On Monday and Tuesday I put out different coloring sheets of children acting in kind ways–raking leaves, doing the dishes, comforting someone who has been hurt, taking care of a pet, etc. Then at circle time each child talked about what was happening in their picture and how that portrayed a kind act.
On Wednesday and Thursday I put out lots of small heart shapes that I had cut out of white drawing paper. I also put dollops of pink, red and purple paint onto the small plastic lids that I often use as make-shift pallets. I let the children use their fingers to paint the hearts. They could take the hearts home that they painted and when they saw someone doing a kind act, the child could give that person a heart. Continue reading
Some things are black and white
This week we learned about the contrast between Dark and Light. We talked about the colors black and white and the concept that if you add a bit of black paint to another color, it darkens the color. And, conversely, if you add white paint to a color, it lightens the color.
From Darkness Unto Light: Joseph Smith’s Translation and Publication of the Book of Mormon by Michael Hubbard MacKay and Gerrit J. Dirkmaat
Opening the Heavens: Accounts of Divine Manifestations 1820-1844 Edited by John W. Welch
The Amish Way: Patient Faith in a Perilous World by Donald B. Kraybill, Steven M. Nolt and David L. Weaver-Zercher
Approaching Antiquity: Joseph Smith and the Ancient World Edited by Lincoln H. Blumell, Matthew J. Grey, and Andrew J. Hedges (Chapters 3&4)
Podcasts and Videos:
My intention this month was to focus on the artist Brian Kershisnik, but “the best laid plans of mice and men go oft astray”. Although one of the art projects was in part inspired by a Kershisnik painting, “Pruners”, have I talked about Brian Kershisnik, or showed the children any of his artwork? No. Sigh… Luckily, there is always next week! And I think that is the wonderful thing about life, there is always a new day and a new opportunity to be just a little bit better.
Quite a few people have asked me for the sources that I have used as the background to my Gospel Doctrine lessons. I thought that I would list them on my blog as I read them. So, check back periodically through the week leading up to my lesson as I will put up links to different articles and also the titles of the books that I am reading. I will also post the outline that I use to teach the class.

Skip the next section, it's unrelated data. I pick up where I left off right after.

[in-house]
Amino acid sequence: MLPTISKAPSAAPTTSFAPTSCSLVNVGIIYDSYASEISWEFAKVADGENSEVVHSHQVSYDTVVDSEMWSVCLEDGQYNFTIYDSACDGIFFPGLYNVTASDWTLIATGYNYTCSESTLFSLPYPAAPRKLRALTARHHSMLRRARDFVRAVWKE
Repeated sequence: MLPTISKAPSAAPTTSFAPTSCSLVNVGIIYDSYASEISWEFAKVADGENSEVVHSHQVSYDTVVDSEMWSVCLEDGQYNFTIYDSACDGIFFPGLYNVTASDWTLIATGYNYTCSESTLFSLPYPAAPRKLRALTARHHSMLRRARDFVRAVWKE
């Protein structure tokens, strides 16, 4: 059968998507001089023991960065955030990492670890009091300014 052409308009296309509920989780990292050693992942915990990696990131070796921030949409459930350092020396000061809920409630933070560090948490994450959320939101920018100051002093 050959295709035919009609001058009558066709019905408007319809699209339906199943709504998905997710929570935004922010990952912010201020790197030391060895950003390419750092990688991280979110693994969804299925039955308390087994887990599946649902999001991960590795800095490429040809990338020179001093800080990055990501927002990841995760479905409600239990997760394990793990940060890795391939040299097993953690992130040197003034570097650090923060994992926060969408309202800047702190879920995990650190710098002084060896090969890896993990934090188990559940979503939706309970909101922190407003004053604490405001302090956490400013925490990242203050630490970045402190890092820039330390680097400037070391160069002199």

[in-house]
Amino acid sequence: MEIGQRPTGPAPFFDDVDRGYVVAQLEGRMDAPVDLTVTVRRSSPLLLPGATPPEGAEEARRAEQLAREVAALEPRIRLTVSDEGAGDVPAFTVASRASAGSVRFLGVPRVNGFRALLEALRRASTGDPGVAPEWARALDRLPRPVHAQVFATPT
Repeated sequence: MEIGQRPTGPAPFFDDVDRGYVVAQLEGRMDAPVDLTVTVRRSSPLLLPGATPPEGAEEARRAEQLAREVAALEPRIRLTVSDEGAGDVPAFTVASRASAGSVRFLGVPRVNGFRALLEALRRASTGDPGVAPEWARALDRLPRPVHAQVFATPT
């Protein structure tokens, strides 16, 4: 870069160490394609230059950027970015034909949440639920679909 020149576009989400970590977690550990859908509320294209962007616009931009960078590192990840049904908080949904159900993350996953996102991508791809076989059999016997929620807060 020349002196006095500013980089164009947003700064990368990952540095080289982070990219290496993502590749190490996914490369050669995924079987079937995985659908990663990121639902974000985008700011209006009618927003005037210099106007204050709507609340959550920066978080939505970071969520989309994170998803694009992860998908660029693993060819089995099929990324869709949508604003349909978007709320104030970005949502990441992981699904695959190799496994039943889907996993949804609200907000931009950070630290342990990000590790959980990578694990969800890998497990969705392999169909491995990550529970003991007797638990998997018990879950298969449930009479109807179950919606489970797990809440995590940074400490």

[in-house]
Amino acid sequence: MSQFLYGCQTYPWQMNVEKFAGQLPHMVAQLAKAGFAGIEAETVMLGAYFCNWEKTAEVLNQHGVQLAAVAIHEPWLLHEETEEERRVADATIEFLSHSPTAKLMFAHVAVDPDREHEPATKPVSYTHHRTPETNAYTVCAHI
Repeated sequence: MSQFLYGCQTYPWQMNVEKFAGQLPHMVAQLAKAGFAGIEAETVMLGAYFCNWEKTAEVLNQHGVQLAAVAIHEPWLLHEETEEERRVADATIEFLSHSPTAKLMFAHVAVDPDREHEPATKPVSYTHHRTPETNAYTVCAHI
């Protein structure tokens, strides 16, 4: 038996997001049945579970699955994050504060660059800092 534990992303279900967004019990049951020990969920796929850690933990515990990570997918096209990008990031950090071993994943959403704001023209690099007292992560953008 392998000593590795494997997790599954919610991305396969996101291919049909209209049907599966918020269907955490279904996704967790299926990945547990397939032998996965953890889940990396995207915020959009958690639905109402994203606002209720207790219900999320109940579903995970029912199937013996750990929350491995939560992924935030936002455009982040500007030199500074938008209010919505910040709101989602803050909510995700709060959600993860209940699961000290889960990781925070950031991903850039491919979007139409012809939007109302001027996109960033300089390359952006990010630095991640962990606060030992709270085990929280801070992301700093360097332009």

For those of you who subscribe to my blog who are not Mormon, feel free to enjoy these articles as I post them, or to skip them, but please, no anti-Mormon bashing.
The Sin Of Certainty: Why God Desires Our Trust More Than Our “Correct” Beliefs by Peter Enns
Nothing New Under the Sun: A Blunt Paraphrase of Ecclesiastes by Adam S. Miller
The Lectures On Faith by Joseph Smith
Miracles Of The Book Of Mormon: A Guide To The Symbolic Messages by Alonzo Gaskill
Podcasts & Speeches:
In an attempt, dear readers, to be very thrifty and clever, I have daftly deleted many of the pictures on this blog. Needless to say, I am very peeved at myself for being such a techno-dummy, but (sigh) there you have it. I will be working this next week to restore the pictures. My one consolation is that my linen apron that I have been sewing is almost done. It will be a most happy thing to wear and I will post pictures of it and work very hard not to delete them in another attempt at cleverness…
Here is my work-in-progress apron. It is a Japanese-style linen apron. I am trying to decide whether to make a linen lining or just make a seam binding for the edges. You can see Maxie chasing his blue balloon, which is peeking out from under the right-hand side of my apron. I will post pictures of the finished product.
His bill an auger is,
His head, a cap and frill,
He laboreth at every tree,–
A worm his utmost goal
Usually I have some sort of an “invitation to play or create” on the table in the preschool room. The children are free to explore if they choose. This week however, on Monday and Tuesday the littles, the littlest littles, and I made recycled bird feeders out of toilet paper tubes. I placed bowls of peanut butter on the table and butter knives. It was really good small motor practice for the littles to practice spreading the peanut butter onto the tubes. (Quite a lot went into their mouths too!) Then, they rolled the tubes in birdseed. I strung a loop of twine through the tube so that the children could hang them up for the birds when they got home. I heard oodles of gleeful glad tidings of great joy over the course of the next few days about how the birds had indeed enjoyed their treats.